Royal Courts of Justice


Blog: Prince Andrew, civil litigation and cross-jurisdictional process serving

16 Sep 2021

As a US civil action against Prince Andrew gets caught up in a dispute over cross-jurisdictional process serving, Hickman & Rose partner Stefano Ruis has written a blog explaining the concept.


The ongoing legal saga of sexual assault allegations made against Prince Andrew took another twist when lawyers for the prince questioned whether US legal documents relating to a civil action against him were properly served within the English jurisdiction.

According to news reports, Prince Andrew’s lawyers have argued that proceedings were not properly served when they were handed to a police officer at the gates of the prince’s Windsor Great Park home.

That such important legal documentation was apparently served on such a high profile individual, in such a significant matter, may strike some people as an unreliably risky way to conduct legal communication. Certainly, process serving in this manner is not the normal way by which international civil litigation is conducted when it involves parties domiciled in England and Wales.

But, as the Prince Andrew case shows, it does take place. Ensuring it does so properly can prove crucial to determining in the outcome of a civil case.

The rules

Civil Procedure Rules 6.48 to 6.52 set out how documents connected to civil or commercial proceedings in foreign jurisdictions (other than within the EU) should be served in England and Wales. These rules specify that service must be effected via the UK’s “central authority”. This is the senior master at the foreign process section in the high court.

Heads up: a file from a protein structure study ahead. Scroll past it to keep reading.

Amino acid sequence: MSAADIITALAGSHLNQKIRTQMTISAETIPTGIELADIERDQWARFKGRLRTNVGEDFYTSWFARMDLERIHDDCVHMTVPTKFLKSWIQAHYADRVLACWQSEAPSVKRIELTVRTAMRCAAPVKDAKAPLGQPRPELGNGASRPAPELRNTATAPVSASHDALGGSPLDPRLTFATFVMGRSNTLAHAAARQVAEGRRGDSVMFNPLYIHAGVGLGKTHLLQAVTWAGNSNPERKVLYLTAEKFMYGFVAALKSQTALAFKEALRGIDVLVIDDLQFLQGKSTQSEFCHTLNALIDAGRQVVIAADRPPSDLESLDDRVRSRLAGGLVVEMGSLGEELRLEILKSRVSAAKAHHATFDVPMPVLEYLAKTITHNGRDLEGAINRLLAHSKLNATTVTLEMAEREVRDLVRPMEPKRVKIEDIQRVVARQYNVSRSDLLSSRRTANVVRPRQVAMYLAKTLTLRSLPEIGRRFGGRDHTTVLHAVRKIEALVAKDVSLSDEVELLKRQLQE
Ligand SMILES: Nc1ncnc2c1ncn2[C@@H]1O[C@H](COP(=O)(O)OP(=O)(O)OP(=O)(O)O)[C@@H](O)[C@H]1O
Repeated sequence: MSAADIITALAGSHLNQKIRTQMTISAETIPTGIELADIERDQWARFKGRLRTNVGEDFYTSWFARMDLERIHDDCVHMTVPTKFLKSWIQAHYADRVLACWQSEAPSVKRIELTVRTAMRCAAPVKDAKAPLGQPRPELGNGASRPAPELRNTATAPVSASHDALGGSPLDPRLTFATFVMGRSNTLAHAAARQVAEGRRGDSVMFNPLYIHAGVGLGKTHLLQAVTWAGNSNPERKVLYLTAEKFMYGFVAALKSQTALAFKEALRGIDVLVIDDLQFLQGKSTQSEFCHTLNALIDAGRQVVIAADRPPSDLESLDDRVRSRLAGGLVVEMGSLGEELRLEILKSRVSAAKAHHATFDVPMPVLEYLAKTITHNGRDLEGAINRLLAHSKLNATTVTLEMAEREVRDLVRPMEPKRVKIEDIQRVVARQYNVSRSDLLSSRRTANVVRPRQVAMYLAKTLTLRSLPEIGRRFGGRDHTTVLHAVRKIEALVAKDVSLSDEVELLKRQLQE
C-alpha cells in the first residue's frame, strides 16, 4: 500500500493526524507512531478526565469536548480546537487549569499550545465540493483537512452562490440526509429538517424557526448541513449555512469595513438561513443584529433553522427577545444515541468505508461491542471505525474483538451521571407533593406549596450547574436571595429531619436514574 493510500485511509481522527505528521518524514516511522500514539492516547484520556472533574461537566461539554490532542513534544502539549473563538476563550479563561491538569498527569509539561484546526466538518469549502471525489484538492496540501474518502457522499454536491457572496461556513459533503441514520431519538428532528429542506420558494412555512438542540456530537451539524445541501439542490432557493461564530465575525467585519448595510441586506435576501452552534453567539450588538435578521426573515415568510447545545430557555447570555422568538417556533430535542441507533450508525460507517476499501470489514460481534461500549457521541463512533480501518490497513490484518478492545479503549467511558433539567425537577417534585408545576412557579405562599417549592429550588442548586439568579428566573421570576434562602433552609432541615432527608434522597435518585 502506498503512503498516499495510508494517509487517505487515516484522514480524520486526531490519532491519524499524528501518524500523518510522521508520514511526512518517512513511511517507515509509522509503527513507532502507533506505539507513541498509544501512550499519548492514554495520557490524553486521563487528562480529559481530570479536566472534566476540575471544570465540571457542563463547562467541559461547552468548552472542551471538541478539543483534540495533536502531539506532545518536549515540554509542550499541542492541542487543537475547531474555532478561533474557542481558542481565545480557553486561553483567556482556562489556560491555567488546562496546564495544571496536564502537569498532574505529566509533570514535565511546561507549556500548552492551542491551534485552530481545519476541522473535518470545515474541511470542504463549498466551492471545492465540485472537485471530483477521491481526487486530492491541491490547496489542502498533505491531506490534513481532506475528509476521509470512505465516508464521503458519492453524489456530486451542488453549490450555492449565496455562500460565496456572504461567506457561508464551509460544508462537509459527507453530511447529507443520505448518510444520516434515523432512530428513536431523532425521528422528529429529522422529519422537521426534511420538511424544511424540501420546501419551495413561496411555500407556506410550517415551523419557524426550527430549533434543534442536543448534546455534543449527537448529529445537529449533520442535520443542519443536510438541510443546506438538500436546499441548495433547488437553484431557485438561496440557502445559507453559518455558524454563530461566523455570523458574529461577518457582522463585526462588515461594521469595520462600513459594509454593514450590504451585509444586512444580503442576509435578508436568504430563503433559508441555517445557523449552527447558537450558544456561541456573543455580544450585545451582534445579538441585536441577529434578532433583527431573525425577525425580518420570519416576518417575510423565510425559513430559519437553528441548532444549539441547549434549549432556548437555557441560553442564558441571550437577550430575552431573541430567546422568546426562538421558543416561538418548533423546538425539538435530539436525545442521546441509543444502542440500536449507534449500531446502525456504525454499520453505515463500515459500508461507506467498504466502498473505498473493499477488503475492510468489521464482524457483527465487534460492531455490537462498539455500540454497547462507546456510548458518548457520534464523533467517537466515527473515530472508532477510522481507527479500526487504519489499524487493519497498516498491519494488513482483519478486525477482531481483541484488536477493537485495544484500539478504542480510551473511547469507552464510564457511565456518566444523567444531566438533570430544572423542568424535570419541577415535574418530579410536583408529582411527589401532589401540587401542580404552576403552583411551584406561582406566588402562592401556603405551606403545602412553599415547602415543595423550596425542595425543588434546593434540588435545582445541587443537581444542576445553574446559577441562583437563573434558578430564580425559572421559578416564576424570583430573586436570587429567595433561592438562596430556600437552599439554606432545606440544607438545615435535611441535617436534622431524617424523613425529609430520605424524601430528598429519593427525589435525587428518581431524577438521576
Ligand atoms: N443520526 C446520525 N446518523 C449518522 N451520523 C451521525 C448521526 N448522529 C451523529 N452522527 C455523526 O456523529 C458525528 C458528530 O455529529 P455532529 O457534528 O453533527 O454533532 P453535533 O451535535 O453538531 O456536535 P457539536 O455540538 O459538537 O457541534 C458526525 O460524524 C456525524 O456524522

However, this CPR-endorsed method is not the only way. Article 10 of the Hague Service Convention (HSC) makes it clear that the Convention does “not interfere with the freedom” to send judicial documents by other channels such as post, through judicial officers, via officials or other competent persons in the contracting state of destination, provided the state of destination does not object. 

Accordingly, it remains possible in English and Welsh law to serve legal documents on UK-based individuals using a process server.

What is a process server?

A process server is an individual who hand delivers legal documentation to the respondent in a civil legal action.  Often retired police officers working as independent contractors, process servers are, in the case of any dispute, able to swear independently to a court that any document’s intended recipient did indeed receive it.

Provided it is done in accordance with normal domestic rules of service of court documents, the service of US proceedings by a UK process server on a defendant domiciled in the UK has been held to be a valid form of transmission in the US (see: Balcolm v Hiller, 46 Cal App 4th 1758 (2nd Dist, Div 4 1996) and White v Ratcliffe, 674 N E 2d 906 (Ill App Ct 1996)). 

There is, however, no clear English law authority or guidance on whether service via a process server (who is instructed by a solicitor in the UK) is a valid method of service of foreign proceedings in England and Wales. 

This means that, although the instruction of a process server by an English solicitor to serve US papers here appears to comply with the requirements of HSC, there remains a risk that the recipient may argue that proper service has not been effected. 

The High Court intervenes

If news reports on the Prince Andrew matter are correct, the high court has, at the time of writing, agreed to serve papers on the prince on behalf of the complainant Virginia Giuffre’s legal team. The high court’s intervention effectively removes any doubt about whether or not the documents in question can be served on Prince Andrew.

Engaging the high court in this way is one of two failsafe ways for any US (or non EU) based litigant to serve papers on a UK domiciled individual. The other is to consider direct service by a UK solicitor in accordance with the decision in Tax Lease Underwriters Inc v Blackwall Green Ltd (106 FRD 595 (ED Mo 1985). 



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